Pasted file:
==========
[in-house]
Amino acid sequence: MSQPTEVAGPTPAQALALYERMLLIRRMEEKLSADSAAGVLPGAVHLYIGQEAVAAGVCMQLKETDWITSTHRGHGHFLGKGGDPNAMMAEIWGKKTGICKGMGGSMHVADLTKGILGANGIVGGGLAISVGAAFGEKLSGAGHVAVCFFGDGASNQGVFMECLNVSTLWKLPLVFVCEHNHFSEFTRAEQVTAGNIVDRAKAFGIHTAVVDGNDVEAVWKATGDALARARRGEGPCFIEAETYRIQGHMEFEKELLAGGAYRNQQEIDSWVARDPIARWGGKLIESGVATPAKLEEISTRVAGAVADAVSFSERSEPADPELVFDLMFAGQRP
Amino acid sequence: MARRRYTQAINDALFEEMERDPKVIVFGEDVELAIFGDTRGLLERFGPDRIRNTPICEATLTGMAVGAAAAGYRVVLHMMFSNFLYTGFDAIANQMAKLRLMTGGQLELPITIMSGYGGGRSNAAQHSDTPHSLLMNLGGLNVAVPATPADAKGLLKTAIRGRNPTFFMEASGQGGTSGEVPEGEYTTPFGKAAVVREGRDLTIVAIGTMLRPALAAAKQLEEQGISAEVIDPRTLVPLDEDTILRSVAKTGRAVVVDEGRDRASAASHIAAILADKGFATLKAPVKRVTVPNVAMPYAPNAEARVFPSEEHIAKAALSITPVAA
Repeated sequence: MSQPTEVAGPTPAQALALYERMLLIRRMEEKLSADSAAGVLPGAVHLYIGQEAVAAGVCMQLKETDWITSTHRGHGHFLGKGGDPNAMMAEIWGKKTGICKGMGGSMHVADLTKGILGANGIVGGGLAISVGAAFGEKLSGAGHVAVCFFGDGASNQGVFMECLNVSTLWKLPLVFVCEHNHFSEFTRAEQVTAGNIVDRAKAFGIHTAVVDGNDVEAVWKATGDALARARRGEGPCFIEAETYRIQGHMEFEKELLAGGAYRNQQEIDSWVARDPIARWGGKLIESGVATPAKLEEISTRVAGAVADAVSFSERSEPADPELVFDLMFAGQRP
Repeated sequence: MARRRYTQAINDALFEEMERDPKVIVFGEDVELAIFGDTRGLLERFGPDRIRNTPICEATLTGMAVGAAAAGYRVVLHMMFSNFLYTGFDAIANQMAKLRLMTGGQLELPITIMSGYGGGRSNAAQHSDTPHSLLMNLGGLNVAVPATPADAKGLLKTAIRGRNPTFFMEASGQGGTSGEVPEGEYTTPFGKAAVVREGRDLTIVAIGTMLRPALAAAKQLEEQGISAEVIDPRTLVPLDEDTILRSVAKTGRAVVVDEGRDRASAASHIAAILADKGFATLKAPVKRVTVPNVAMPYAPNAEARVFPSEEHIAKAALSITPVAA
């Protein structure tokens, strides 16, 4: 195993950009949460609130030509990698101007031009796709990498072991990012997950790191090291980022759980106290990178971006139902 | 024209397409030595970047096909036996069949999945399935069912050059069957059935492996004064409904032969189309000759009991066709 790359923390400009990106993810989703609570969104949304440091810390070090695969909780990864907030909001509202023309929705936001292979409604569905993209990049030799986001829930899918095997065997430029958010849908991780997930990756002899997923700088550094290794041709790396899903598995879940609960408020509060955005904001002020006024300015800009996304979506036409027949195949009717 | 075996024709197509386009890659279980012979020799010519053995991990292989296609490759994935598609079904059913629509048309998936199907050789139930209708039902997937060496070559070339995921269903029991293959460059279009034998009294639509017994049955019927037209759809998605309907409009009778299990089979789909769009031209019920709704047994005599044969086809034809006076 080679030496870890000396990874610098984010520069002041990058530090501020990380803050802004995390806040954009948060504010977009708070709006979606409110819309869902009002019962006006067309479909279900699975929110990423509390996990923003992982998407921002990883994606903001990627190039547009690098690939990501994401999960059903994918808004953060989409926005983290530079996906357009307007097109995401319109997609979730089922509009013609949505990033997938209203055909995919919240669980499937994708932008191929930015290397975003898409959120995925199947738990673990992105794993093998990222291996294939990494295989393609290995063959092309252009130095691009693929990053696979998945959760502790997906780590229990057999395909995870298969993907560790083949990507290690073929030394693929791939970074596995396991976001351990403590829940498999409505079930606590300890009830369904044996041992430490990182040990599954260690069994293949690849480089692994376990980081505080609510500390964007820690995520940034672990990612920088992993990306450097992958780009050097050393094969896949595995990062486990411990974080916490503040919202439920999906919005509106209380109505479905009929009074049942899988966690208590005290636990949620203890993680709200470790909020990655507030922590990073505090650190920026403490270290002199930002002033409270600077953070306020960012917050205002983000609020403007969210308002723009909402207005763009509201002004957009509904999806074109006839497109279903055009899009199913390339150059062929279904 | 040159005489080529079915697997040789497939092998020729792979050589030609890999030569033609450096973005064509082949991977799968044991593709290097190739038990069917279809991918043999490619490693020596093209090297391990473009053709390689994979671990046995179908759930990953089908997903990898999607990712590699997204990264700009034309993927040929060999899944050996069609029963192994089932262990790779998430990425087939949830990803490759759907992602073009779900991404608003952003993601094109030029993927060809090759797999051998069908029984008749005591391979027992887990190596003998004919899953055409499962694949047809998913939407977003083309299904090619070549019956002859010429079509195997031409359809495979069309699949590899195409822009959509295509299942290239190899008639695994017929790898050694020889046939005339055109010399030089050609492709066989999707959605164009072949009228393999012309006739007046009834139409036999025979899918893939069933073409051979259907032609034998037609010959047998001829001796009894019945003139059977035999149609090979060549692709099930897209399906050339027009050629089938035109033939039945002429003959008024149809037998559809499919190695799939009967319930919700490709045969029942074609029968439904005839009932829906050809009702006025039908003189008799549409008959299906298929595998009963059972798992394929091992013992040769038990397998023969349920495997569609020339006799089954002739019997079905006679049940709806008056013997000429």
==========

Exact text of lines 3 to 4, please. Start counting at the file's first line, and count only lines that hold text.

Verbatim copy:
Amino acid sequence: MARRRYTQAINDALFEEMERDPKVIVFGEDVELAIFGDTRGLLERFGPDRIRNTPICEATLTGMAVGAAAAGYRVVLHMMFSNFLYTGFDAIANQMAKLRLMTGGQLELPITIMSGYGGGRSNAAQHSDTPHSLLMNLGGLNVAVPATPADAKGLLKTAIRGRNPTFFMEASGQGGTSGEVPEGEYTTPFGKAAVVREGRDLTIVAIGTMLRPALAAAKQLEEQGISAEVIDPRTLVPLDEDTILRSVAKTGRAVVVDEGRDRASAASHIAAILADKGFATLKAPVKRVTVPNVAMPYAPNAEARVFPSEEHIAKAALSITPVAA
Repeated sequence: MSQPTEVAGPTPAQALALYERMLLIRRMEEKLSADSAAGVLPGAVHLYIGQEAVAAGVCMQLKETDWITSTHRGHGHFLGKGGDPNAMMAEIWGKKTGICKGMGGSMHVADLTKGILGANGIVGGGLAISVGAAFGEKLSGAGHVAVCFFGDGASNQGVFMECLNVSTLWKLPLVFVCEHNHFSEFTRAEQVTAGNIVDRAKAFGIHTAVVDGNDVEAVWKATGDALARARRGEGPCFIEAETYRIQGHMEFEKELLAGGAYRNQQEIDSWVARDPIARWGGKLIESGVATPAKLEEISTRVAGAVADAVSFSERSEPADPELVFDLMFAGQRP